With this year’s combining season well and truly put to bed, it’s time for some growers to look ahead and consider their combine requirements for harvest 2020. We detail the updates and new models.
Smaller models in the Case-IH Axial-Flow range become the 150-series for 2020 to reflect an engine upgrade that meets the latest emissions regulations and delivers a modest power increase to 453hp for the 7150 X-Flow at the top of this range.
There is also a cutting table upgrade for this model, up from 7.62m to 8.5m as standard, so that a consistent 8m cut can be taken in an 8m/24m controlled traffic approach to field operations.
In addition to a modest power hike for the Avero 240, thanks to a Perkins to FTP engine swap, Claas has introduced a new generation of Lexion rotary separation combines with the promise of about 10% productivity gains over current models.
This mainly comes from a 26% larger-diameter threshing cylinder with 10 rather than eight rasp bars and a larger-diameter feed drum behind it, that encourages the crop to divide into two streams as it enters the separation rotors.
The pre-rotor separation concave area has increased considerably as a consequence of the larger cylinder and feed drum diameters – in fact, the narrow-body models now have as much concave area as the top model in the previous range – and crop flow through this assembly is less tortuous.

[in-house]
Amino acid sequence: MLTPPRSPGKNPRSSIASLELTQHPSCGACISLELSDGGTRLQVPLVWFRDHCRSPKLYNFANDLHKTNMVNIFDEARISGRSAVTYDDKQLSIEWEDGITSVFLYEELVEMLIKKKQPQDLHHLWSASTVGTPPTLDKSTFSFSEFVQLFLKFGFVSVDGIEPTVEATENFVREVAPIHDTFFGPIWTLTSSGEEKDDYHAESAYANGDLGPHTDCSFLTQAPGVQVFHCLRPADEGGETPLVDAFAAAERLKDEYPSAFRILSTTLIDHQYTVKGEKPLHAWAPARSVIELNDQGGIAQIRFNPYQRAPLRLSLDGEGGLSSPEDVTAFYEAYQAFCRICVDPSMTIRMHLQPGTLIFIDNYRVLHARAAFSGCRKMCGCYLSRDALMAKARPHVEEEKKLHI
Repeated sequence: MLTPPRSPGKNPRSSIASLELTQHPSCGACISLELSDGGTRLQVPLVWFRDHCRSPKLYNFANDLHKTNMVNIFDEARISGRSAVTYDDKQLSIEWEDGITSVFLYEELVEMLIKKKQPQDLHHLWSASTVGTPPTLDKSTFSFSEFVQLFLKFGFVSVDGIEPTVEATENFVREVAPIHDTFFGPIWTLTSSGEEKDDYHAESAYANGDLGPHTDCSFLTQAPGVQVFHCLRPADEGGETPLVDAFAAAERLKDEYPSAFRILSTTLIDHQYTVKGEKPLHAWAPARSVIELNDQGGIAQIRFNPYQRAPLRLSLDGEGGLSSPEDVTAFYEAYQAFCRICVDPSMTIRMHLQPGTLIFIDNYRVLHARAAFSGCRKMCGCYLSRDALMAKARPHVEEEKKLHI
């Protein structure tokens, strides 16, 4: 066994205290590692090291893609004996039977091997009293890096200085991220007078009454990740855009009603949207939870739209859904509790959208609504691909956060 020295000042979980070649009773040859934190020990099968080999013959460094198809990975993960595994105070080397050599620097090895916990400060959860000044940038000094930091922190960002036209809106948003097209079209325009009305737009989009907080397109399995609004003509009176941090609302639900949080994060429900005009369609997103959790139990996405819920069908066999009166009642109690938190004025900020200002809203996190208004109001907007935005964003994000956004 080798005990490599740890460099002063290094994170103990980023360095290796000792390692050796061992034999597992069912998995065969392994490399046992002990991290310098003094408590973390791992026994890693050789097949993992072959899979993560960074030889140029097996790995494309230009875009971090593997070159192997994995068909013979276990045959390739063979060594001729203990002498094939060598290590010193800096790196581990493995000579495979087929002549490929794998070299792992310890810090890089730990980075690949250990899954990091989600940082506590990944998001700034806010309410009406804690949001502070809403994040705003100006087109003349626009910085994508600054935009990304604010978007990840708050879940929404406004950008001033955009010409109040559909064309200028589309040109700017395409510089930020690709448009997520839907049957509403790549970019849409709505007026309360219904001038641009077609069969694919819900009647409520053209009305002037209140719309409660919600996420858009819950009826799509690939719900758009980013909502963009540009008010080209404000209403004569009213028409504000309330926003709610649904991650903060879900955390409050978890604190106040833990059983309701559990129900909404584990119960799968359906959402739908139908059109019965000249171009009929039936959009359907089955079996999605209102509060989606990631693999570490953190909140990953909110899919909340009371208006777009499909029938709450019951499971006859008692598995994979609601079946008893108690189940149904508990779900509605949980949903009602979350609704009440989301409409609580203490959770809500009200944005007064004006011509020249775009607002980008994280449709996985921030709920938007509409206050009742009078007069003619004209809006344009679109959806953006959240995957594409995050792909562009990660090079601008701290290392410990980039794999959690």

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Once extracted and cleaned, grain ends up in a tank redesigned for easier access and enlarged from 13,500 litres to 15,000 or 18,000 litres for the top models, with an increase in unloading auger capacity to maintain tank emptying times.
There are new technologies, too, including a pressure cell weighing system in place of the volumetric Quantimeter set-up, while Field Scanner laser-based autosteering uses cab- rather than header-mounted laser scanning to guide the combine along left- and right-hand edges of standing crop, as well as tramlines when opening up in a controlled traffic farming system.
Engine power is increased in most cases, with the range-topping Lexion 8900 Terra Trac boasting 790hp from its MAN engine.
A new entry-level model – the C5305 Farm-Line – has joined the Deutz-Fahr range to cater for smaller growers wanting to run a new combine.
At the same time, performance of the mid-range C7206 TS models have been given a performance boost with a 41hp or 12% increase in power output from a new “Extra Power” Deutz diesel option.
The same engine and its 381hp output is also introduced in the range-topping C9306 TS. This results in an 18hp or 5% hike for harvesting, but a 14hp reduction in the peak output available on earlier models when “boost” power is engaged for emptying on the move.
There are no changes to the line-up for harvest 2020 as the Fendt team takes stock of the first Ideal combines operated by farms this year.
But there should be opportunities to assess the planned Ideal 10 being added to the range for the following year, with its 790hp engine and novel joystick steering.